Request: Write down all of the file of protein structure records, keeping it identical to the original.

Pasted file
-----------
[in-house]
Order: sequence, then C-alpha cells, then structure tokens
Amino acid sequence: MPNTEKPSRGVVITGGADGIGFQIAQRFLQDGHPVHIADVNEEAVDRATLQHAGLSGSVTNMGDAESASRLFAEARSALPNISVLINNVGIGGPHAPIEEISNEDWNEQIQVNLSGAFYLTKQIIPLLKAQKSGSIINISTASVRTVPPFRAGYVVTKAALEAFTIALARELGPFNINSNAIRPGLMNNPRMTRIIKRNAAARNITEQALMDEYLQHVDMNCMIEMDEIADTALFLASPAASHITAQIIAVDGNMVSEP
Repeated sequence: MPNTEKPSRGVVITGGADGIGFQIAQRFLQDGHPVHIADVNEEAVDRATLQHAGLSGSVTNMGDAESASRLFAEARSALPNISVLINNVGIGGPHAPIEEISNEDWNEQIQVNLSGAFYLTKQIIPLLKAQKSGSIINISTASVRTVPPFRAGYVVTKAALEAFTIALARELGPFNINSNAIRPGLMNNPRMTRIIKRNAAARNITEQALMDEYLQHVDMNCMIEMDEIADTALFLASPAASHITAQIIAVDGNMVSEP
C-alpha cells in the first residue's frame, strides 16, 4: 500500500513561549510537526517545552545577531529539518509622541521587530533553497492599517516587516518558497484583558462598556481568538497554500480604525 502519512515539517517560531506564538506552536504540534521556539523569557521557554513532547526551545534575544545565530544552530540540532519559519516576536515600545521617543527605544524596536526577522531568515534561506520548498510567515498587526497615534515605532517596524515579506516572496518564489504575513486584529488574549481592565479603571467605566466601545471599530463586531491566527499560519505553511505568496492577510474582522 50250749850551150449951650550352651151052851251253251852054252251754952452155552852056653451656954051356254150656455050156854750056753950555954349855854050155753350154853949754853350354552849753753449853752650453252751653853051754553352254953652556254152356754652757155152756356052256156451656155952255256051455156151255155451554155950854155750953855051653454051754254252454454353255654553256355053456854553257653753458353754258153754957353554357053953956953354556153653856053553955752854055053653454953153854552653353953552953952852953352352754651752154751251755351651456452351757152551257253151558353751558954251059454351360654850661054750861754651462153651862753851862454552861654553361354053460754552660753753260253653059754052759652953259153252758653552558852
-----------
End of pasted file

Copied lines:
[in-house]
Order: sequence, then C-alpha cells, then structure tokens
Amino acid sequence: MPNTEKPSRGVVITGGADGIGFQIAQRFLQDGHPVHIADVNEEAVDRATLQHAGLSGSVTNMGDAESASRLFAEARSALPNISVLINNVGIGGPHAPIEEISNEDWNEQIQVNLSGAFYLTKQIIPLLKAQKSGSIINISTASVRTVPPFRAGYVVTKAALEAFTIALARELGPFNINSNAIRPGLMNNPRMTRIIKRNAAARNITEQALMDEYLQHVDMNCMIEMDEIADTALFLASPAASHITAQIIAVDGNMVSEP
Repeated sequence: MPNTEKPSRGVVITGGADGIGFQIAQRFLQDGHPVHIADVNEEAVDRATLQHAGLSGSVTNMGDAESASRLFAEARSALPNISVLINNVGIGGPHAPIEEISNEDWNEQIQVNLSGAFYLTKQIIPLLKAQKSGSIINISTASVRTVPPFRAGYVVTKAALEAFTIALARELGPFNINSNAIRPGLMNNPRMTRIIKRNAAARNITEQALMDEYLQHVDMNCMIEMDEIADTALFLASPAASHITAQIIAVDGNMVSEP
C-alpha cells in the first residue's frame, strides 16, 4: 500500500513561549510537526517545552545577531529539518509622541521587530533553497492599517516587516518558497484583558462598556481568538497554500480604525 502519512515539517517560531506564538506552536504540534521556539523569557521557554513532547526551545534575544545565530544552530540540532519559519516576536515600545521617543527605544524596536526577522531568515534561506520548498510567515498587526497615534515605532517596524515579506516572496518564489504575513486584529488574549481592565479603571467605566466601545471599530463586531491566527499560519505553511505568496492577510474582522 50250749850551150449951650550352651151052851251253251852054252251754952452155552852056653451656954051356254150656455050156854750056753950555954349855854050155753350154853949754853350354552849753753449853752650453252751653853051754553352254953652556254152356754652757155152756356052256156451656155952255256051455156151255155451554155950854155750953855051653454051754254252454454353255654553256355053456854553257653753458353754258153754957353554357053953956953354556153653856053553955752854055053653454953153854552653353953552953952852953352352754651752154751251755351651456452351757152551257253151558353751558954251059454351360654850661054750861754651462153651862753851862454552861654553361354053460754552660753753260253653059754052759652953259153252758653552558852